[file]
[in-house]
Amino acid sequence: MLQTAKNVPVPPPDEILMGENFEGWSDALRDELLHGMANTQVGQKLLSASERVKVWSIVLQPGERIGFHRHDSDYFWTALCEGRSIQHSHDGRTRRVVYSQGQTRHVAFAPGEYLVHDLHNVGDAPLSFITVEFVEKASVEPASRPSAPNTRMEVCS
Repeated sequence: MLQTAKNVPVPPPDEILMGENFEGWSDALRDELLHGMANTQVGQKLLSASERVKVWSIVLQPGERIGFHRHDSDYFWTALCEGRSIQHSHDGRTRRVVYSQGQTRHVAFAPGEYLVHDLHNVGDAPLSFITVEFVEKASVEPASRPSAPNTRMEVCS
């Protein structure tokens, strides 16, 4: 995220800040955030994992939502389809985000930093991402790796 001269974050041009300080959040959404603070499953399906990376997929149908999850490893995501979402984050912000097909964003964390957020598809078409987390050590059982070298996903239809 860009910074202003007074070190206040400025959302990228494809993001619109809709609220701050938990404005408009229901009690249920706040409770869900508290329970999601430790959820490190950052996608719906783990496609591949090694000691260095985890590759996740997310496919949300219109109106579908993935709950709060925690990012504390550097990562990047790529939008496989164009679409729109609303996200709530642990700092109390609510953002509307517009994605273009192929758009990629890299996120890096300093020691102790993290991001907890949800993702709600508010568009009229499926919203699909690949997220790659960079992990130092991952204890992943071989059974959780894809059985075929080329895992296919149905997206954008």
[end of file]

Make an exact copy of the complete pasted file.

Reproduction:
[in-house]
Amino acid sequence: MLQTAKNVPVPPPDEILMGENFEGWSDALRDELLHGMANTQVGQKLLSASERVKVWSIVLQPGERIGFHRHDSDYFWTALCEGRSIQHSHDGRTRRVVYSQGQTRHVAFAPGEYLVHDLHNVGDAPLSFITVEFVEKASVEPASRPSAPNTRMEVCS
Repeated sequence: MLQTAKNVPVPPPDEILMGENFEGWSDALRDELLHGMANTQVGQKLLSASERVKVWSIVLQPGERIGFHRHDSDYFWTALCEGRSIQHSHDGRTRRVVYSQGQTRHVAFAPGEYLVHDLHNVGDAPLSFITVEFVEKASVEPASRPSAPNTRMEVCS
């Protein structure tokens, strides 16, 4: 995220800040955030994992939502389809985000930093991402790796 001269974050041009300080959040959404603070499953399906990376997929149908999850490893995501979402984050912000097909964003964390957020598809078409987390050590059982070298996903239809 860009910074202003007074070190206040400025959302990228494809993001619109809709609220701050938990404005408009229901009690249920706040409770869900508290329970999601430790959820490190950052996608719906783990496609591949090694000691260095985890590759996740997310496919949300219109109106579908993935709950709060925690990012504390550097990562990047790529939008496989164009679409729109609303996200709530642990700092109390609510953002509307517009994605273009192929758009990629890299996120890096300093020691102790993290991001907890949800993702709600508010568009009229499926919203699909690949997220790659960079992990130092991952204890992943071989059974959780894809059985075929080329895992296919149905997206954008």